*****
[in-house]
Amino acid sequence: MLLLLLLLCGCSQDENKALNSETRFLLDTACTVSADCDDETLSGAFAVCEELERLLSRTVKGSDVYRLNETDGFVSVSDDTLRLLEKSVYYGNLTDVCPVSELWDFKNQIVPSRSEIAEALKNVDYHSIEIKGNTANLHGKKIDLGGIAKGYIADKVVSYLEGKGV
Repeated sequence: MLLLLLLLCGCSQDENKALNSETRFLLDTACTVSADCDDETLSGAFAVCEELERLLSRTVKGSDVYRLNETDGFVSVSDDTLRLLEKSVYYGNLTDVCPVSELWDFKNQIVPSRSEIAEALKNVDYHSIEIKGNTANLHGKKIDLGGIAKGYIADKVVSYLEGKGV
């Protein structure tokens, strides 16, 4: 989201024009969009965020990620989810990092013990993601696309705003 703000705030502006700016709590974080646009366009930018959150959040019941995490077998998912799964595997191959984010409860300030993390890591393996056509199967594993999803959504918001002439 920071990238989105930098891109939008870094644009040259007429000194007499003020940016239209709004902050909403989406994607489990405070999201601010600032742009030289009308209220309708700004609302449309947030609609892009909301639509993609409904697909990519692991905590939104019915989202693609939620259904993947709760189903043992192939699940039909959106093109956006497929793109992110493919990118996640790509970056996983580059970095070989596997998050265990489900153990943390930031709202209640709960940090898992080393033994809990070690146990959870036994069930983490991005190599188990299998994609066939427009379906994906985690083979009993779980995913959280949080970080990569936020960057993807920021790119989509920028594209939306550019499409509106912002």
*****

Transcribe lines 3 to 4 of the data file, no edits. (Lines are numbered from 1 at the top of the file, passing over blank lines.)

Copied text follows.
Repeated sequence: MLLLLLLLCGCSQDENKALNSETRFLLDTACTVSADCDDETLSGAFAVCEELERLLSRTVKGSDVYRLNETDGFVSVSDDTLRLLEKSVYYGNLTDVCPVSELWDFKNQIVPSRSEIAEALKNVDYHSIEIKGNTANLHGKKIDLGGIAKGYIADKVVSYLEGKGV
């Protein structure tokens, strides 16, 4: 989201024009969009965020990620989810990092013990993601696309705003 703000705030502006700016709590974080646009366009930018959150959040019941995490077998998912799964595997191959984010409860300030993390890591393996056509199967594993999803959504918001002439 920071990238989105930098891109939008870094644009040259007429000194007499003020940016239209709004902050909403989406994607489990405070999201601010600032742009030289009308209220309708700004609302449309947030609609892009909301639509993609409904697909990519692991905590939104019915989202693609939620259904993947709760189903043992192939699940039909959106093109956006497929793109992110493919990118996640790509970056996983580059970095070989596997998050265990489900153990943390930031709202209640709960940090898992080393033994809990070690146990959870036994069930983490991005190599188990299998994609066939427009379906994906985690083979009993779980995913959280949080970080990569936020960057993807920021790119989509920028594209939306550019499409509106912002």